Skinner supported David Miliband in the 2010 Labour leadership election, which was won by his brother Ed Miliband; with a very small margin. In March 2011, he was one of 15 MPs who voted against British participation in NATO's Libya intervention.

In 2014, he was voted off Labour's national executive committee. In the same year, he stated that he has never sent an email, and does not have a Twitter account.

Skinner was one of 36 Labour MPs to nominate Jeremy Corbyn as a candidate in the Labour leadership election of 2015. He later supported Corbyn, alongside the majority of Labour MPs, in voting against the extension of RAF airstrikes against Islamic State of Iraq and the Levant in Syria on Wednesday 2 December 2015.

Skinner voted for Britain to leave the European Union. He favours outright abolition of the House of Lords.

Following the death of Sir Gerald Kaufman, Dennis Skinner became the oldest serving MP, but did not become Father of the House despite being elected to parliament on the same day as Kaufman and Conservative MP Kenneth Clarke in 1970. This is due to the way seniority is calculated; when two or more MPs were elected on the same day, the one who was sworn in first is considered to be the more senior. Skinner stated in 2015 that he would not accept the honorific title.

Suspensions

Skinner has been suspended from Parliament on at least ten occasions, usually for "unparliamentary language" when attacking opponents. Notable infractions have included:

  • Twice in 1984 once for calling David Owen a "pompous sod" (and only agreeing to withdraw "pompous"), and the second time for stating Thatcher would bribe judges.
  • In 1992, referring to the Minister of Agriculture John Gummer as a "little squirt of a Minister" and a "slimy wart on Margaret Thatcher's nose".
  • In 1995, accusing the Major government of a "crooked deal" to sell off Britain's coal mines.
  • In 2005, when referring to the economic record of the Conservatives in the 1980s, making the remark, "The only thing that was growing then were the lines of coke in front of Boy George and the rest of the Tories", a reference to allegations originally published in the Sunday Mirror of cocaine use by the Shadow Chancellor, George Osborne (though, in the Commons, Skinner referred to the News of the World).
  • In 2006, accusing Deputy Speaker Sir Alan Haselhurst of leniency towards remarks made by opposition frontbencher and future Prime Minister Theresa May "because she's a Tory".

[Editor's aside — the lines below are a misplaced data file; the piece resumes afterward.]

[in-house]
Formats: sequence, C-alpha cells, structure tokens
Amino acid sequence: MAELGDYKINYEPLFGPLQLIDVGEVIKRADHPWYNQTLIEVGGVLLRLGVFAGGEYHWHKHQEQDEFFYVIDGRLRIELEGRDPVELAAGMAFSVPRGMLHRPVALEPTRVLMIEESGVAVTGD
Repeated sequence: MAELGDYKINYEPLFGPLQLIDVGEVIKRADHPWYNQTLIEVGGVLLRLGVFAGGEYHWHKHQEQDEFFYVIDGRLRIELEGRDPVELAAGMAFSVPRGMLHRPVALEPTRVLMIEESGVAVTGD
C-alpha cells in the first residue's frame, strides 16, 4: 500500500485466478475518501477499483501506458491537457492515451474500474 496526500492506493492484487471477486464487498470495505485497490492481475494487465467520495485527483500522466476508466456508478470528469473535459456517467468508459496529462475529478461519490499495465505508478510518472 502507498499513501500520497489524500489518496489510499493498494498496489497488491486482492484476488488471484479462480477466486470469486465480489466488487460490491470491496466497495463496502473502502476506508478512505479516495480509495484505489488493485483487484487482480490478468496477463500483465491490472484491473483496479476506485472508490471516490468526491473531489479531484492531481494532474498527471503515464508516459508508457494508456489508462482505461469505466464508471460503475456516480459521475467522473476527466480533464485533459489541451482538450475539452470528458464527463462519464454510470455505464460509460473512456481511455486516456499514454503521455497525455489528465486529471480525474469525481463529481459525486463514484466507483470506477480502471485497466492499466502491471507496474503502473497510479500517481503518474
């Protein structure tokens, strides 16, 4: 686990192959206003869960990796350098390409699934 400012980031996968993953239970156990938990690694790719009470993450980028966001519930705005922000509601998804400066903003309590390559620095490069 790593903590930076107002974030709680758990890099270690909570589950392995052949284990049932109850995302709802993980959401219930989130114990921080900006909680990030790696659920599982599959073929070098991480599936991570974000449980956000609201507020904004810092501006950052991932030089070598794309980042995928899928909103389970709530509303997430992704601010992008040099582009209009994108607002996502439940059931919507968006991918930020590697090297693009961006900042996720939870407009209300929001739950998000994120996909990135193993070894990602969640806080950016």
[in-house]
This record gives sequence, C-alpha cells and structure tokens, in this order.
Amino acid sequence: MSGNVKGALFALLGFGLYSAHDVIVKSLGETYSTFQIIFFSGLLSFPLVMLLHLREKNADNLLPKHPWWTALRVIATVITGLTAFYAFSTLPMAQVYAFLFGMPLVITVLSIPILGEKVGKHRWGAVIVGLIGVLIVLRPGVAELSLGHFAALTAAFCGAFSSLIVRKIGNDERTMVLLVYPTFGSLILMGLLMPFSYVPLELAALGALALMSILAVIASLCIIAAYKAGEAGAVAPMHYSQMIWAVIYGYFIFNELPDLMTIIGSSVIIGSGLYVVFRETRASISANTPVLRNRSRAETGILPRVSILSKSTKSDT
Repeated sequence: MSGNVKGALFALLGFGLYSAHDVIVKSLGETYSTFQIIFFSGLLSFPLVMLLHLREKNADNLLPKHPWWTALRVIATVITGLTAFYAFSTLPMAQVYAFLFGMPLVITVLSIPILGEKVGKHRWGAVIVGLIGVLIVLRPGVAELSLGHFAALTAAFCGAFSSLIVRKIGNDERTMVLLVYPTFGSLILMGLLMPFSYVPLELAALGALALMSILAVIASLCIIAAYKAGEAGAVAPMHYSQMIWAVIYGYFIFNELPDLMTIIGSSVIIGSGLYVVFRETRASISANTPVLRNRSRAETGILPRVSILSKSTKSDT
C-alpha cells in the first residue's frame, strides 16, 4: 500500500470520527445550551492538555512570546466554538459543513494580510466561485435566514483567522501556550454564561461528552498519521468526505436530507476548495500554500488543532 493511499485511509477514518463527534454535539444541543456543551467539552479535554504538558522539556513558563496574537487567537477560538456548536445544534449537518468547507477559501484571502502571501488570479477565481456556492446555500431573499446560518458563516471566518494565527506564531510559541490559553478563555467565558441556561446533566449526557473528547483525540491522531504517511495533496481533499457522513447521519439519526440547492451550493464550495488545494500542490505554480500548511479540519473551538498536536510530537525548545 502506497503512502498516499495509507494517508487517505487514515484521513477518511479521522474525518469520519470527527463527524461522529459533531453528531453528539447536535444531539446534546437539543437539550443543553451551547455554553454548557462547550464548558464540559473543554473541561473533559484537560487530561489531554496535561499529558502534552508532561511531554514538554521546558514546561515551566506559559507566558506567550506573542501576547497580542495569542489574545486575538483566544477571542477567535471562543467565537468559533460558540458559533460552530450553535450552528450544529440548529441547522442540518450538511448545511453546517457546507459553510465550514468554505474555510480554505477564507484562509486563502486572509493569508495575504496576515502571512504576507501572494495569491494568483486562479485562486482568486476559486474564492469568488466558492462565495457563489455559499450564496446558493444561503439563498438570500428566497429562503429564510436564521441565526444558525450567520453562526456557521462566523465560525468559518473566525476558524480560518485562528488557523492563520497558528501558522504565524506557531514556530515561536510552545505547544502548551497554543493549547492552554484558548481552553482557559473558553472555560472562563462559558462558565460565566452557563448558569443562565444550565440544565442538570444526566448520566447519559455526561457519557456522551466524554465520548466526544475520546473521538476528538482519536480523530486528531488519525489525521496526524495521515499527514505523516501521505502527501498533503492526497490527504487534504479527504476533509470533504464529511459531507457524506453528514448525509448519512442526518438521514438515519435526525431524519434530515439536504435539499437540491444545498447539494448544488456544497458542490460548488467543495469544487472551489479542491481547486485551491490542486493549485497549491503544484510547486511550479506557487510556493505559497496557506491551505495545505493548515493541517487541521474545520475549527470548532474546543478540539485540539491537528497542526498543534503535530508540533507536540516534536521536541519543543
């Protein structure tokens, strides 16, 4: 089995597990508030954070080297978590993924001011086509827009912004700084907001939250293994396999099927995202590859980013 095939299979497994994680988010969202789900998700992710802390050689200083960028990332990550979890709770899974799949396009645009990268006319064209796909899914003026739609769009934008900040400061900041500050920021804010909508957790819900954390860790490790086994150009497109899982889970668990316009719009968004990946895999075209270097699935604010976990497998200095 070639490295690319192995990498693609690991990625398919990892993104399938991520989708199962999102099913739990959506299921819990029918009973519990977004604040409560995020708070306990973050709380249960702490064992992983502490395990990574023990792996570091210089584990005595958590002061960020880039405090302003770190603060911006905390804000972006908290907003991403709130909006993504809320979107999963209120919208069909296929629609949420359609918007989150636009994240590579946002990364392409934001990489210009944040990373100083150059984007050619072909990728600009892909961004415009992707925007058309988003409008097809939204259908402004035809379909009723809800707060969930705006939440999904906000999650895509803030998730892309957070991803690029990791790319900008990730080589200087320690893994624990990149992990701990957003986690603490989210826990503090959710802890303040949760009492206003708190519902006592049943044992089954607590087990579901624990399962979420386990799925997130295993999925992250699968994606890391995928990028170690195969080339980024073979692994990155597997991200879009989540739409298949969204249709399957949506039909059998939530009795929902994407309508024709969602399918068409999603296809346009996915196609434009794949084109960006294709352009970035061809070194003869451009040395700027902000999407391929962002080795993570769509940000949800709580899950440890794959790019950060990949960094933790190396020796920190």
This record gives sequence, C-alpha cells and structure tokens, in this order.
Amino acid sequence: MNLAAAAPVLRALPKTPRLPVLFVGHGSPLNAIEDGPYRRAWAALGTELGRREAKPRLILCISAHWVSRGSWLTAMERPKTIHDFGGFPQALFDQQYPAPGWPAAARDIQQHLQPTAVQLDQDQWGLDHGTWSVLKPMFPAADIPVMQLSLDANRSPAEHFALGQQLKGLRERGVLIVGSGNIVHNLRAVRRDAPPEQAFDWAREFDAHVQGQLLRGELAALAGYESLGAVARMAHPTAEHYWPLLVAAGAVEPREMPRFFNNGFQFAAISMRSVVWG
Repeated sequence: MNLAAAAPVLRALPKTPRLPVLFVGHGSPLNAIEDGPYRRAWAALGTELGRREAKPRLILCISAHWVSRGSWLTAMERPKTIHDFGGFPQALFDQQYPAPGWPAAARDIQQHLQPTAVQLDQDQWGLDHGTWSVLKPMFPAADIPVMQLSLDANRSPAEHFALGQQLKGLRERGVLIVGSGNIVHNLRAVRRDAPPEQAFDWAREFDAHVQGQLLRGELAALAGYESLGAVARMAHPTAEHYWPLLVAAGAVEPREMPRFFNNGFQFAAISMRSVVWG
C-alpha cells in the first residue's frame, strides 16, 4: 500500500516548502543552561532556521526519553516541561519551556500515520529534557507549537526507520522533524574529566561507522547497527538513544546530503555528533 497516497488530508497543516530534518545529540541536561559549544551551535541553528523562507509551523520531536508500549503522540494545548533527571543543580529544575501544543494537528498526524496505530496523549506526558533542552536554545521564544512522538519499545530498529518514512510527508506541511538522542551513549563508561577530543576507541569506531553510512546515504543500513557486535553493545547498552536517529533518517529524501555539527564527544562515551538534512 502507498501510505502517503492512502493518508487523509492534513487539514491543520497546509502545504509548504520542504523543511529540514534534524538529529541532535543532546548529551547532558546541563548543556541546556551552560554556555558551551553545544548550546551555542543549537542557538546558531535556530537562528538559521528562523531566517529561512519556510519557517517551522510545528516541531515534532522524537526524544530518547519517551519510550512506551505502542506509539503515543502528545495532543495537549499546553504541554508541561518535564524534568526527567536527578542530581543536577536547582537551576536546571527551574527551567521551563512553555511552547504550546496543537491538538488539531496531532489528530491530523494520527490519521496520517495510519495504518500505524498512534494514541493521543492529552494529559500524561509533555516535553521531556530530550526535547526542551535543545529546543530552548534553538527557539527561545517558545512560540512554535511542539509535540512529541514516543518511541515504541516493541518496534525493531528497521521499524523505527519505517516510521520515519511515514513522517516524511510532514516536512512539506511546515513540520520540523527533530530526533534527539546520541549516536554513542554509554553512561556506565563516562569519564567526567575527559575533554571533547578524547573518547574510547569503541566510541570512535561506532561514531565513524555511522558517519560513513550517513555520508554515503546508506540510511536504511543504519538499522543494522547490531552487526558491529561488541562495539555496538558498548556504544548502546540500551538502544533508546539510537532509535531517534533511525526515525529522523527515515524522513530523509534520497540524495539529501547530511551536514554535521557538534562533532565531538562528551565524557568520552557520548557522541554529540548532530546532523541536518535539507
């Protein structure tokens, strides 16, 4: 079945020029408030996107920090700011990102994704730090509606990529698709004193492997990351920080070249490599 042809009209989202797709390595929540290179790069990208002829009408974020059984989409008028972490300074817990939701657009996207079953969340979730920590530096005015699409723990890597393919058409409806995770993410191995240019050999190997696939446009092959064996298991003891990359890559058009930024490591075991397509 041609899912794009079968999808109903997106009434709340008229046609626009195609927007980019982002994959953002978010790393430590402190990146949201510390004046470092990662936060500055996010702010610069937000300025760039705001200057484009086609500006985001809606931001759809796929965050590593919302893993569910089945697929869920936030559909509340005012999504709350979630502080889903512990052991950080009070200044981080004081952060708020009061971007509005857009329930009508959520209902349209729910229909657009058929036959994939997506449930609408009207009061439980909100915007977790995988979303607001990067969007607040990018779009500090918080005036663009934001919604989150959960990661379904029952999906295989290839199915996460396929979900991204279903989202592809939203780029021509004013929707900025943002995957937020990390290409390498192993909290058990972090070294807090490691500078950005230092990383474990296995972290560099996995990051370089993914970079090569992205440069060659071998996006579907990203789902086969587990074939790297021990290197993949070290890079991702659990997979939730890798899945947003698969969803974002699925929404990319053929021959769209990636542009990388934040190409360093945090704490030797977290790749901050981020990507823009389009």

• In 2016, for referring to Prime Minister David Cameron as "Dodgy Dave" in relation to Cameron's tax affairs.
  • Queen's Speech quips

    Known for his republican sentiments, Skinner has regularly heckled during the annual Queen's Speech ceremony. He does this upon the arrival of Black Rod (the symbol of royal authority in the House of Lords) to summon MPs to hear the Queen's speech in the Lords' chamber. The best known, according to the New Statesman and other sources, are listed as follows:

    Commons attendance

    He usually sits on the first seat of the front bench below the gangway in the Commons (known as the "Awkward Squad Bench" because it is where rebel Labour Party MPs have traditionally sat) in a tweed jacket (whilst most other MPs wear suits) and signature red tie. He is known as "the Beast of Bolsover": according to Skinner he earned the nickname for his behaviour in a tribute debate in the Commons following the death of former Conservative Prime Minister Anthony Eden - "They were making speeches about the wonder of Anthony Eden, so I got up and talked about miners and people seriously injured and dead in the pits and the £200 given to the widow... There was booing and then all the Tories left and the papers had a go, some serious ones".

    Nature of the Beast documentary

    After filming over 2015 and 2016, a documentary Nature of the Beast was completed in 2017 by production company Shut Out The Light. The documentary traces Skinner's rise to political icon status and covers his working-class upbringing, his family influences and his hobbies away from "The Palace of Varieties". Skinner's four surviving brothers and several of his Bolsover constituents are interviewed in the documentary, which is due for release in September 2017.

    Personal life

    In 1960, Skinner married Mary Parker, with whom he has three children who all attended his old school, and graduated from the University of Manchester. They separated in 1989. His current partner is former researcher Lois Blasenheim.

    In 1999, Skinner was diagnosed with advanced bladder cancer and subsequently had surgery to remove a malignant tumour from his bladder. In 2003, recovered from a double heart bypass operation.

    Skinner's mother was diagnosed with Alzheimer's disease prior to her death in the 1980s. Skinner sang to his late mother when she was diagnosed with the disease and was inspired by her ability to recall old songs. Since 2008, he has visited care homes in Derbyshire to sing to elderly patients with dementia.

    References

    Dennis Skinner Wikipedia


    Topics
     
    B
    i
    Link
    H2
    L